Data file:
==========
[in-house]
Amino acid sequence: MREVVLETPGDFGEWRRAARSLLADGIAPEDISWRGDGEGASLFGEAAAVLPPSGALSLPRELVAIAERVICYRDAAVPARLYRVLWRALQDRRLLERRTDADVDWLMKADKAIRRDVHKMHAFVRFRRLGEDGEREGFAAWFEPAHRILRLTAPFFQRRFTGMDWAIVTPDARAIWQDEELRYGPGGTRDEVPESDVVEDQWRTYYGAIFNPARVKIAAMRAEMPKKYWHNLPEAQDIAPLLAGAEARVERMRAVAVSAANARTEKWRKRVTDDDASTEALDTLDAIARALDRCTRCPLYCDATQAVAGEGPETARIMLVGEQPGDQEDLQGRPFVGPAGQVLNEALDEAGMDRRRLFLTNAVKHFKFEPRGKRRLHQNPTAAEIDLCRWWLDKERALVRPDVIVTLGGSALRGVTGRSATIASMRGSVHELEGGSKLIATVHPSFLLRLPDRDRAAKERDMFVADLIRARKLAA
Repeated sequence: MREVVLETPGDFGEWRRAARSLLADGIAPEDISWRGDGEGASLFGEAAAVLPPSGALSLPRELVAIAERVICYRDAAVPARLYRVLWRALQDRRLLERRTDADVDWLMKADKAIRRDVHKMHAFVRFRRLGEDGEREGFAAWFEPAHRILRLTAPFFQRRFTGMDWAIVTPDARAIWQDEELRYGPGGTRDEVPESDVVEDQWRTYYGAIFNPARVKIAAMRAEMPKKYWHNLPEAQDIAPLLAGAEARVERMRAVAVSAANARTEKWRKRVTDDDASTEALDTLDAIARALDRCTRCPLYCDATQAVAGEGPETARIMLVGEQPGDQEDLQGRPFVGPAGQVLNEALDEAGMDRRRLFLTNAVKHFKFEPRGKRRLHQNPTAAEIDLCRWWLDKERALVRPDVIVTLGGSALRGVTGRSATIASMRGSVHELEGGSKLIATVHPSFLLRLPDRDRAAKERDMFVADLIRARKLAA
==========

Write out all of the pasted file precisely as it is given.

[in-house]
Amino acid sequence: MREVVLETPGDFGEWRRAARSLLADGIAPEDISWRGDGEGASLFGEAAAVLPPSGALSLPRELVAIAERVICYRDAAVPARLYRVLWRALQDRRLLERRTDADVDWLMKADKAIRRDVHKMHAFVRFRRLGEDGEREGFAAWFEPAHRILRLTAPFFQRRFTGMDWAIVTPDARAIWQDEELRYGPGGTRDEVPESDVVEDQWRTYYGAIFNPARVKIAAMRAEMPKKYWHNLPEAQDIAPLLAGAEARVERMRAVAVSAANARTEKWRKRVTDDDASTEALDTLDAIARALDRCTRCPLYCDATQAVAGEGPETARIMLVGEQPGDQEDLQGRPFVGPAGQVLNEALDEAGMDRRRLFLTNAVKHFKFEPRGKRRLHQNPTAAEIDLCRWWLDKERALVRPDVIVTLGGSALRGVTGRSATIASMRGSVHELEGGSKLIATVHPSFLLRLPDRDRAAKERDMFVADLIRARKLAA
Repeated sequence: MREVVLETPGDFGEWRRAARSLLADGIAPEDISWRGDGEGASLFGEAAAVLPPSGALSLPRELVAIAERVICYRDAAVPARLYRVLWRALQDRRLLERRTDADVDWLMKADKAIRRDVHKMHAFVRFRRLGEDGEREGFAAWFEPAHRILRLTAPFFQRRFTGMDWAIVTPDARAIWQDEELRYGPGGTRDEVPESDVVEDQWRTYYGAIFNPARVKIAAMRAEMPKKYWHNLPEAQDIAPLLAGAEARVERMRAVAVSAANARTEKWRKRVTDDDASTEALDTLDAIARALDRCTRCPLYCDATQAVAGEGPETARIMLVGEQPGDQEDLQGRPFVGPAGQVLNEALDEAGMDRRRLFLTNAVKHFKFEPRGKRRLHQNPTAAEIDLCRWWLDKERALVRPDVIVTLGGSALRGVTGRSATIASMRGSVHELEGGSKLIATVHPSFLLRLPDRDRAAKERDMFVADLIRARKLAA